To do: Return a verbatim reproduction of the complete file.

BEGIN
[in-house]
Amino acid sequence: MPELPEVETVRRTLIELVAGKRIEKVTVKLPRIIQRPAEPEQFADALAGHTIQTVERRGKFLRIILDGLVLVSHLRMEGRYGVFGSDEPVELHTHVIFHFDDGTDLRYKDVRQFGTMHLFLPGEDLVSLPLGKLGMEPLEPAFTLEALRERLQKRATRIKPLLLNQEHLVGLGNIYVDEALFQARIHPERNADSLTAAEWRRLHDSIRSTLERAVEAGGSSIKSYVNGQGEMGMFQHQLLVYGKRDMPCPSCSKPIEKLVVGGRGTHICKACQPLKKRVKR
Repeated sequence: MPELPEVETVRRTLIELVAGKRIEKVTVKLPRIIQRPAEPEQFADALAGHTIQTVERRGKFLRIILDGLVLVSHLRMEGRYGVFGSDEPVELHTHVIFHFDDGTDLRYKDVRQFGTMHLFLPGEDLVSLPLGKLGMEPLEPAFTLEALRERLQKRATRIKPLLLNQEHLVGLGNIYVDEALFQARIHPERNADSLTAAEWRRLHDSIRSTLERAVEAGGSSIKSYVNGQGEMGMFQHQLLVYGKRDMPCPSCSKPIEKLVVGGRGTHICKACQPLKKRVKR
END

[in-house]
Amino acid sequence: MPELPEVETVRRTLIELVAGKRIEKVTVKLPRIIQRPAEPEQFADALAGHTIQTVERRGKFLRIILDGLVLVSHLRMEGRYGVFGSDEPVELHTHVIFHFDDGTDLRYKDVRQFGTMHLFLPGEDLVSLPLGKLGMEPLEPAFTLEALRERLQKRATRIKPLLLNQEHLVGLGNIYVDEALFQARIHPERNADSLTAAEWRRLHDSIRSTLERAVEAGGSSIKSYVNGQGEMGMFQHQLLVYGKRDMPCPSCSKPIEKLVVGGRGTHICKACQPLKKRVKR
Repeated sequence: MPELPEVETVRRTLIELVAGKRIEKVTVKLPRIIQRPAEPEQFADALAGHTIQTVERRGKFLRIILDGLVLVSHLRMEGRYGVFGSDEPVELHTHVIFHFDDGTDLRYKDVRQFGTMHLFLPGEDLVSLPLGKLGMEPLEPAFTLEALRERLQKRATRIKPLLLNQEHLVGLGNIYVDEALFQARIHPERNADSLTAAEWRRLHDSIRSTLERAVEAGGSSIKSYVNGQGEMGMFQHQLLVYGKRDMPCPSCSKPIEKLVVGGRGTHICKACQPLKKRVKR